Commenting on the two surveys by Gallup calling Singapore the “least positive” and “emotionless” society, SMU Assistant Professor of Psychology William Tov noted that well-being is not equated with being emotional, as that could mean experiencing a lot of negative as well as positive emotions. "Well-being is more commonly understood as experiencing positive emotions more frequently than negative emotions," he said. On average, Gallup data shows that Singapore tends to report more positive than negative emotions, he added. On the other hand, SMU Associate Professor of Psychology Christie Scollon thinks that Singapore "has done a great job of providing safety, security and comfort to its citizens". These aspects may have had a greater impact on reducing negative emotions like fear, but may not have encouraged positive emotions like joy, she said. There could also be a cultural explanation behind the findings – countries like the United States tend to value positive emotions more strongly than Asian countries – she said.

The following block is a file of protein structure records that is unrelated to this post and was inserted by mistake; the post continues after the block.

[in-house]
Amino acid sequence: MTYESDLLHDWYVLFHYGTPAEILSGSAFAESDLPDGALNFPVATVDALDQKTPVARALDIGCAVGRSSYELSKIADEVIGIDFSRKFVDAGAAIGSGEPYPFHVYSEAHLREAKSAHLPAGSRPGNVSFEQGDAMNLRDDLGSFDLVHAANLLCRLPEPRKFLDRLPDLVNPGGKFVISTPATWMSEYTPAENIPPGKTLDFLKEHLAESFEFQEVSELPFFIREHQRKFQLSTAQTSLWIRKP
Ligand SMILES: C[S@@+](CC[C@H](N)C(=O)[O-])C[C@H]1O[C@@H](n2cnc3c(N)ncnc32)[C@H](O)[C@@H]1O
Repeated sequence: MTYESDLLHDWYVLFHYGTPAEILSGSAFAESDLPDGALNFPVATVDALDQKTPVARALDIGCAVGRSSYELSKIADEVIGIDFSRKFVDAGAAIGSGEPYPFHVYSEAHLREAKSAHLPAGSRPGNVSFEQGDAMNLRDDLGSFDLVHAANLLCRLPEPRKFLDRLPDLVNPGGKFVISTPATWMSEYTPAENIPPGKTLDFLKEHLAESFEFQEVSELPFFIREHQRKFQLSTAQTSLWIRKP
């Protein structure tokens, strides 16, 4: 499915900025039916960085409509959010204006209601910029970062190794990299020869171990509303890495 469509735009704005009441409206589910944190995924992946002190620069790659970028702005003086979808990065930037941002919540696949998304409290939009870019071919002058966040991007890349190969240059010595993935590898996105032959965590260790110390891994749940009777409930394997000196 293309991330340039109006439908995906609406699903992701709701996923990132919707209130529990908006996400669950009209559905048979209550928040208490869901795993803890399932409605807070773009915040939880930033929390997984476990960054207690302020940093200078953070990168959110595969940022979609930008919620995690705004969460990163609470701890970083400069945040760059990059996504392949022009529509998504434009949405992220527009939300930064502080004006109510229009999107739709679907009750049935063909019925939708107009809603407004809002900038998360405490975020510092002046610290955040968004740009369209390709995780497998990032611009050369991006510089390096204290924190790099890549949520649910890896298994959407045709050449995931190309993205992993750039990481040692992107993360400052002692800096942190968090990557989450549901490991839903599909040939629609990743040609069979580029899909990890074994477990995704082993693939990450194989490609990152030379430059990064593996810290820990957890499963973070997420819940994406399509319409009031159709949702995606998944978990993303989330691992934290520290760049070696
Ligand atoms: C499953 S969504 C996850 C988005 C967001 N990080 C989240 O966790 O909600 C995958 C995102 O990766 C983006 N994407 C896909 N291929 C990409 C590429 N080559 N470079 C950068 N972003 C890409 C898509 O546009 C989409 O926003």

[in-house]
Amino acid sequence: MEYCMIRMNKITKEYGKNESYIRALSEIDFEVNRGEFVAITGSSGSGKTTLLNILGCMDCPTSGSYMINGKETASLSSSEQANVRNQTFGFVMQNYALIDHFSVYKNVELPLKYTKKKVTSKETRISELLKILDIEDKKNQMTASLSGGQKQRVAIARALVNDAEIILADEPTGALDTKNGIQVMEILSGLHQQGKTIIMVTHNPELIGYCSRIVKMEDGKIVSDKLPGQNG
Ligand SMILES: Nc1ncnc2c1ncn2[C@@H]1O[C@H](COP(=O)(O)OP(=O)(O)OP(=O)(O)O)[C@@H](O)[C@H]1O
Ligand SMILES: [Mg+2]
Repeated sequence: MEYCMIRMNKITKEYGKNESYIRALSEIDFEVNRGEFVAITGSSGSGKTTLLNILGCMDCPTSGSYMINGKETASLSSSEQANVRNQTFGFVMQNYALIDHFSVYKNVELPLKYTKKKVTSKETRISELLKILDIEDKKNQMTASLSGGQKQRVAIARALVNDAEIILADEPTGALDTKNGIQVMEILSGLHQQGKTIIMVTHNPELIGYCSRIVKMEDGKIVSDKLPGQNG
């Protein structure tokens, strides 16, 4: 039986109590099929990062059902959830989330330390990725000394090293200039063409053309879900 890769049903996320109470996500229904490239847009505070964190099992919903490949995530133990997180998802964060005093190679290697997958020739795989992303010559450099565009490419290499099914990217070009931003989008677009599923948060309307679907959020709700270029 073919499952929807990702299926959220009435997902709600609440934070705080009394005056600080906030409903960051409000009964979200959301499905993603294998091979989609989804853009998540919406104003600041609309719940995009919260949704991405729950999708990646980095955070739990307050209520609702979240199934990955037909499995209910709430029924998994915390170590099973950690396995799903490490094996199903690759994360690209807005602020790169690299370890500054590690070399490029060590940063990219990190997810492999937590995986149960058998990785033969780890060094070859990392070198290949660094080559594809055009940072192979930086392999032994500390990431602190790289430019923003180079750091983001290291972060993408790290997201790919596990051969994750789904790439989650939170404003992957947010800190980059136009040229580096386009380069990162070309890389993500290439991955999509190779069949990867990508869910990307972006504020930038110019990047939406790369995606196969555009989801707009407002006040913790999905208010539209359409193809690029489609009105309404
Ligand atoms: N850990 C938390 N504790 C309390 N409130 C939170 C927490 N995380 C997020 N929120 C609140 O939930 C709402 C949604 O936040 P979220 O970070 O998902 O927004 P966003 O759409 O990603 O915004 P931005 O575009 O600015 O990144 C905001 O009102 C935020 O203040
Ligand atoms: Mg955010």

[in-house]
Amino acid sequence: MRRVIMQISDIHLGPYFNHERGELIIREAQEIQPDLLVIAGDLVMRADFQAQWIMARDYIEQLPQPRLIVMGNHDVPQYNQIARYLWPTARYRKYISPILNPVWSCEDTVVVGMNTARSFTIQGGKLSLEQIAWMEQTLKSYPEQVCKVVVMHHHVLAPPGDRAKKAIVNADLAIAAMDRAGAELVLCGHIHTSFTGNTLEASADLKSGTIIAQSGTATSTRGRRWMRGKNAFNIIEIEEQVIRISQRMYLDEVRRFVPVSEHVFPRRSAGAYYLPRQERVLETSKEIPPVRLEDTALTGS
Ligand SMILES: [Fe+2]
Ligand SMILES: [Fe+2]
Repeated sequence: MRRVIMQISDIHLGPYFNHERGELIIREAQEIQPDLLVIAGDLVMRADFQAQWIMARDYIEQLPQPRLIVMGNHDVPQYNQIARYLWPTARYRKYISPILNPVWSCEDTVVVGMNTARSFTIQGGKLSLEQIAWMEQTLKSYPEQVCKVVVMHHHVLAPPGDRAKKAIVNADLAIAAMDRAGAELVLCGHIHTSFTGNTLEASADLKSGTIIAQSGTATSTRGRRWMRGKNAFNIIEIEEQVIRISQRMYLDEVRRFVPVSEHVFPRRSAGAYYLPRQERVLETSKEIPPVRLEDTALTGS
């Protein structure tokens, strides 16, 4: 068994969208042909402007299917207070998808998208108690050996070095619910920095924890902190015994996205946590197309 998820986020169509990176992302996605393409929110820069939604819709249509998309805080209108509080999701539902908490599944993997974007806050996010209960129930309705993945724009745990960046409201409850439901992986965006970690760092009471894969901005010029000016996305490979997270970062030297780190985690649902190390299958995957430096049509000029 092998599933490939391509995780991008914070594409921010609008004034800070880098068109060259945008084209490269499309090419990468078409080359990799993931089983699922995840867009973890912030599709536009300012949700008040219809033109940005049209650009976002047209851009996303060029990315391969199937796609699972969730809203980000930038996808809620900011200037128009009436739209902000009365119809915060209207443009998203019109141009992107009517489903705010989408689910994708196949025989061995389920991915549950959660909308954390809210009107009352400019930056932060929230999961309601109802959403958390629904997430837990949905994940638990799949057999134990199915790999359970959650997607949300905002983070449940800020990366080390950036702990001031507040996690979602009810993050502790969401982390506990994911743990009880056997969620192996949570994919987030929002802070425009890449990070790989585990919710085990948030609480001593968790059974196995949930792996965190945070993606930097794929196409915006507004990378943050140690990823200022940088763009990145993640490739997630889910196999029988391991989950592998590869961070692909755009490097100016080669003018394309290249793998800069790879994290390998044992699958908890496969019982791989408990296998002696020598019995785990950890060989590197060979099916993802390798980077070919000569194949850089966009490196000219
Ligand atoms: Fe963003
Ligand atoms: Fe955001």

Last updated on 26 Dec 2012 .